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Three-dimensional male humanoid puppet: large head (part b) fits into body with skirt (part a), and a control rod (part c) with a long shaft that passes through the body and fits into the neck of the figure's head. The body has jointed arms, each with a long controlling rod attached. The figure has a green face, white eyes with red irises, and black nostrils. The figure also has a small black moustache and a thin beard, as well as a mouth that curves slightly upwards with fangs at each corner. Gold sumping and gold jamang present. Upper body painted green; breast and waist area bulging. Off-white cotton skirt. On the figure's right hand, the fingers are straight and the thumb points out. On the figure's left hand, the fingers and thumb all point down.

History Of Use

Javanese puppetry as an art form probably developed by the 11th century. The three-dimensional wooden wayang golek puppets of western Java, which are to be distinguished from the earlier and more sacred wayang kulit shadow plays puppets or other forms, appeared during the 16th century. Originally the plays depicted Javanese mythology, but after the Indian conquest of Java the Hindu epics, Ramayana and Mahabharata, were incorporated into the cycles, which comprise about 200 plays. An individual or group hires a dalang (puppet-master) to celebrate important occasions. The performances often last all night and are generally presented in three acts, with vocal and instrumental accompaniment. The individual plays vary widely in detail but usually involve conflict between good and evil. They serve a moral and religious purpose, and more recently, one of political commentary. Each puppet's character is represented by its appearance and placement onstage; protagonists with strong elements of good are placed to the right, antagonists of violent or evil nature to the left. Brajadenta is a forceful manifestation of Bima, second of the Pandawa btrothers, who are in constant conflict with the evil Kurawa brothers, their cousins and childhood companions, as detailed in the Mahabharata cycle of plays, considered the most commonly performed and popular.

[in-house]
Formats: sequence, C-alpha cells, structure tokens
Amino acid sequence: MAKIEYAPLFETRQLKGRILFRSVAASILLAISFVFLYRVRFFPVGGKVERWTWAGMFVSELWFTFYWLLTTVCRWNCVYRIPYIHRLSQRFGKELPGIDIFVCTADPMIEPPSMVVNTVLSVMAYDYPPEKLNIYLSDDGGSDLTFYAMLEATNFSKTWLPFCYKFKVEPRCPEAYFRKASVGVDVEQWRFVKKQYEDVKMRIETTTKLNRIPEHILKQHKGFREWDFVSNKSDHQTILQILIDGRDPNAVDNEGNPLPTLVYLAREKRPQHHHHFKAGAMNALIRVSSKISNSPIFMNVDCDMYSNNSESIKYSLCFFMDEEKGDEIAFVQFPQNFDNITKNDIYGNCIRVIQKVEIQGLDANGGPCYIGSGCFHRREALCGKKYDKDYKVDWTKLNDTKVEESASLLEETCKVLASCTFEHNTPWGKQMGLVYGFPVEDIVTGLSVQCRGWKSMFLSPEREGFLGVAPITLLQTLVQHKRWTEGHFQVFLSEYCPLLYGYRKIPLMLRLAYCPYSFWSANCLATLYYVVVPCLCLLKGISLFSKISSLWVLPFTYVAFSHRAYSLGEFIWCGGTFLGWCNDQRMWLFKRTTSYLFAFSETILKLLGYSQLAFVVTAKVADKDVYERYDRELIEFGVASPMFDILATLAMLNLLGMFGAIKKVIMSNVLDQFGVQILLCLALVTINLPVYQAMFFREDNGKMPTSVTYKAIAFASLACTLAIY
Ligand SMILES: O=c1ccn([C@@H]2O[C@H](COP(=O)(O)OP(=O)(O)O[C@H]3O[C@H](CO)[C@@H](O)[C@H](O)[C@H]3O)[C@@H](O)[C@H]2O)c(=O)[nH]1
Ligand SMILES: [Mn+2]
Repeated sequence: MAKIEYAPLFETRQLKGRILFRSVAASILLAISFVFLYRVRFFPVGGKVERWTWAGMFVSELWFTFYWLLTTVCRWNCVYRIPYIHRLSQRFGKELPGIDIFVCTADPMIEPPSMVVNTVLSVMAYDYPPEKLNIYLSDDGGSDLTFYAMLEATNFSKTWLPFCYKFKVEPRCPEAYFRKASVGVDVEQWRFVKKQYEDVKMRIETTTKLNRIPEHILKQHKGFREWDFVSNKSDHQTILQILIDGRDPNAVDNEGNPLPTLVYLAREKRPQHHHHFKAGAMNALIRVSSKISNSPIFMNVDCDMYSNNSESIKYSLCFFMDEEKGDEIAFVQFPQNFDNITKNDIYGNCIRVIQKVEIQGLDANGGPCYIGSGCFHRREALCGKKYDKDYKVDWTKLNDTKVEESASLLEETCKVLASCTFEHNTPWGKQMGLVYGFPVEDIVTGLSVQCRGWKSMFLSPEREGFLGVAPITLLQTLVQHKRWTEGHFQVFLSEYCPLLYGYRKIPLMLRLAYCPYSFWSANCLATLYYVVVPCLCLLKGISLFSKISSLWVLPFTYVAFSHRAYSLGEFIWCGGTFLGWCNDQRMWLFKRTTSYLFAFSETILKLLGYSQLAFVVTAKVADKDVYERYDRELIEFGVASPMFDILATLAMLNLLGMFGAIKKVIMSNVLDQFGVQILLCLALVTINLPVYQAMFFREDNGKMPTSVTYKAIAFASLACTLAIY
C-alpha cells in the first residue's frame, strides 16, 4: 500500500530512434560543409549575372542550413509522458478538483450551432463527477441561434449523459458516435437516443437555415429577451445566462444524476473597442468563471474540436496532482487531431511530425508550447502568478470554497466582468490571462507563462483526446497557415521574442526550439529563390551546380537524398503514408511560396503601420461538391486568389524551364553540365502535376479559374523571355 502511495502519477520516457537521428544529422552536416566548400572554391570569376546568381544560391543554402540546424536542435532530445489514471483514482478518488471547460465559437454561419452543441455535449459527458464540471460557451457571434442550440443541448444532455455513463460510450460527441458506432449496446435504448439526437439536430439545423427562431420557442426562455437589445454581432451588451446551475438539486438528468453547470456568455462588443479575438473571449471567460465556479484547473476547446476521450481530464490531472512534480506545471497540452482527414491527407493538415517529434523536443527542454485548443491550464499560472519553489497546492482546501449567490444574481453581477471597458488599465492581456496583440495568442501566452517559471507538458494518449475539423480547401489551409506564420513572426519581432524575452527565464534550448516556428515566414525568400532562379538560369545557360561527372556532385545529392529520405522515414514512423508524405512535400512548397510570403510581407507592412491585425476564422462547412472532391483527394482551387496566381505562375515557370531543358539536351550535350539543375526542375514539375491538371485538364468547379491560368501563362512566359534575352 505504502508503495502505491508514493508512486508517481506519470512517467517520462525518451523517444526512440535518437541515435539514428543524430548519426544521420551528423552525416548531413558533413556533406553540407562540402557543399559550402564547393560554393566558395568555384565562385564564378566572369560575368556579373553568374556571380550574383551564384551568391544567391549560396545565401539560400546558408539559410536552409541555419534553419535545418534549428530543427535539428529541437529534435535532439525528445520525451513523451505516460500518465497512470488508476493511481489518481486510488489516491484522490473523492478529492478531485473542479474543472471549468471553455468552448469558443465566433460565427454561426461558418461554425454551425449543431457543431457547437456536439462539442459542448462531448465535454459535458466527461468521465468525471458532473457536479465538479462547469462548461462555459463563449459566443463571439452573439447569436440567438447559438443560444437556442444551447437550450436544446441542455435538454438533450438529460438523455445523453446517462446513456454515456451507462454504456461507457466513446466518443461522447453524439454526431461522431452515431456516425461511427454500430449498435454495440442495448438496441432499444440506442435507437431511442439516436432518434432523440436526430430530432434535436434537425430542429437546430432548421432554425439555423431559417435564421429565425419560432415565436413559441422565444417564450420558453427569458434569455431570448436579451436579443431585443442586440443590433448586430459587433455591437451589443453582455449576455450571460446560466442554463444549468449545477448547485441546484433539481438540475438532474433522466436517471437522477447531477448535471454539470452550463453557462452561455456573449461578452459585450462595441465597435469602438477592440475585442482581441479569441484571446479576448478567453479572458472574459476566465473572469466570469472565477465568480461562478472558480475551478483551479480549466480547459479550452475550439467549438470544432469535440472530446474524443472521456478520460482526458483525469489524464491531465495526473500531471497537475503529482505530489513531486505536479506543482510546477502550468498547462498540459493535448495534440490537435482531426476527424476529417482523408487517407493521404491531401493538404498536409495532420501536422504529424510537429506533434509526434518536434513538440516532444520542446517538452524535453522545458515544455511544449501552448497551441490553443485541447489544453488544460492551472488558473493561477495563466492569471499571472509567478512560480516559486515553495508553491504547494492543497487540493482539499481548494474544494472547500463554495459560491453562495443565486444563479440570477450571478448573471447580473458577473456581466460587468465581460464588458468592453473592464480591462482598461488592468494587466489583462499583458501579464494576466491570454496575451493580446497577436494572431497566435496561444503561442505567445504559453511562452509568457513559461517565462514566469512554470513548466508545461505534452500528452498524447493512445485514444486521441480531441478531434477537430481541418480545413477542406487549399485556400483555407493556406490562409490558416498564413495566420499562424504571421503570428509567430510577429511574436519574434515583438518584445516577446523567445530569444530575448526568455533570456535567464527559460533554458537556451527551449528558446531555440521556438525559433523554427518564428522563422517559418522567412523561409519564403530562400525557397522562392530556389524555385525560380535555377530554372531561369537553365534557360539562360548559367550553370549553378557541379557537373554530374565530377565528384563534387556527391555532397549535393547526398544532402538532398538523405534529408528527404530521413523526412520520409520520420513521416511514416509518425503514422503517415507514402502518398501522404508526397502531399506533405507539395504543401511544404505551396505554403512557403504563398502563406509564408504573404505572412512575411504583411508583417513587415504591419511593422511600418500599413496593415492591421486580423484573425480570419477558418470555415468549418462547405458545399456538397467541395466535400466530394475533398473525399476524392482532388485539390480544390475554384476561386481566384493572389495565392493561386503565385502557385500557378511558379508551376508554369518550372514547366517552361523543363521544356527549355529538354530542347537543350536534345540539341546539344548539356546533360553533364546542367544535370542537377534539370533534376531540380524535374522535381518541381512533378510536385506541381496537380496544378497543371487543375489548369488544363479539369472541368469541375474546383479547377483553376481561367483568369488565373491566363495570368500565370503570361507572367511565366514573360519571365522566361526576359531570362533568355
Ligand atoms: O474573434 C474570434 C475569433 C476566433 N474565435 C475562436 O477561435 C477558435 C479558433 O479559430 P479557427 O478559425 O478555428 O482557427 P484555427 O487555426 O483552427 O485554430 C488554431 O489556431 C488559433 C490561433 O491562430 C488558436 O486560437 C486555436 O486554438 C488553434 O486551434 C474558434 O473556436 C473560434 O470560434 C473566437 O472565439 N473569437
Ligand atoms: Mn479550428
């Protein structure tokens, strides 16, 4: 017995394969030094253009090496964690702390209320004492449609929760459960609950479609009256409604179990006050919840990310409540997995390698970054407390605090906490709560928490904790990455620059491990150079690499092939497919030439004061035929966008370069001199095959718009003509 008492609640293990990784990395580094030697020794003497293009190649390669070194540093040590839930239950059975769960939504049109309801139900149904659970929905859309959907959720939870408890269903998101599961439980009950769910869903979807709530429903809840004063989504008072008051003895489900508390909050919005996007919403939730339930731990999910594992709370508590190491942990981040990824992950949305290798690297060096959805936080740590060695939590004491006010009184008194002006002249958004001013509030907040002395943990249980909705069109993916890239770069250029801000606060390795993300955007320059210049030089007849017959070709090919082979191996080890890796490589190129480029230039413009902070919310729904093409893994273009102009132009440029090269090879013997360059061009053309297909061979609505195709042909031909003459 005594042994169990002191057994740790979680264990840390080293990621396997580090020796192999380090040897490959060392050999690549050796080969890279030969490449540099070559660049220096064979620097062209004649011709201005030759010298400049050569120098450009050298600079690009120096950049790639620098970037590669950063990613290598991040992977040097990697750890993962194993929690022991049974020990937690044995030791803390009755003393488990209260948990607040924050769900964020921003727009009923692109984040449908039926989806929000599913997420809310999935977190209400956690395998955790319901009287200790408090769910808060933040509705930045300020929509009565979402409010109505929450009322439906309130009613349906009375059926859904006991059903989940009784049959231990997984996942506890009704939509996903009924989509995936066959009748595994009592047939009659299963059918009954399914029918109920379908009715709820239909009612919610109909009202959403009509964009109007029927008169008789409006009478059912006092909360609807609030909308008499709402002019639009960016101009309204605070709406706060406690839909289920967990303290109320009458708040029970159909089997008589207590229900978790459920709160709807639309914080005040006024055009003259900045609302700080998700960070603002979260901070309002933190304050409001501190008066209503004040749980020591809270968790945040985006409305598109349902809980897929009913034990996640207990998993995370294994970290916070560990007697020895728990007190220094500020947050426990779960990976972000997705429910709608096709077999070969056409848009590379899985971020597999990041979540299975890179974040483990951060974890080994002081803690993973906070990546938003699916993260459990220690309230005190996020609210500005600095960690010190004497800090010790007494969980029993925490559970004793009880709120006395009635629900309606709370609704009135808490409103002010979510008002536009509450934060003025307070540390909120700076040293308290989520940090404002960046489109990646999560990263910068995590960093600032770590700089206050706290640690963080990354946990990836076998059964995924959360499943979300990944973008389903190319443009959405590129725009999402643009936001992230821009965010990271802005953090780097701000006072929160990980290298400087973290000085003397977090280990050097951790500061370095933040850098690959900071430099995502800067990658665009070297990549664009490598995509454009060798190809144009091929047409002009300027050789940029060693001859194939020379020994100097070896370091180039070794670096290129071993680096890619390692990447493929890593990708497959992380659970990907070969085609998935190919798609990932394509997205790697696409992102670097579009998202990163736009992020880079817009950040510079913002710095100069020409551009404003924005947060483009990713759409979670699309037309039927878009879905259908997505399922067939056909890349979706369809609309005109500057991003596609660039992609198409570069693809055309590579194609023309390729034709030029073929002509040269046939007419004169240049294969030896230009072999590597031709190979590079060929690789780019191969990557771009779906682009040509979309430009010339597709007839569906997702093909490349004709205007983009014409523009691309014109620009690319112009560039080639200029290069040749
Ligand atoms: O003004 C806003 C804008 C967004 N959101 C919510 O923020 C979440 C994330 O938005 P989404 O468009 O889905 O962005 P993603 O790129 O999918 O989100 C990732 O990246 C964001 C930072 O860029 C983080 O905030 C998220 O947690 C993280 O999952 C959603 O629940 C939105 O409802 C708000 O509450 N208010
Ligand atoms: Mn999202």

Iconographic Meaning

Some characteristics are variable and symbolically incongruous side by side. Solid yellow cotton of skirt denotes a commoner but the position of the hands show nobility. Long hair a sign of youth, but puppet of large size of giant. Jamang (diadem) and sumping characteristic of nobility; green skin typically a negative or evil feature. Identified as Brajadenta, a manifestation of Bima, second of the Pandawa brothers, spiritual son of Baju, the god of wind. He is known as a crudely blunt, powerful warrior. He once entered the body of Dewa and warned Dewa of the colours red, black and yellow.

Cultural Context

Theatrical performance.

Item History

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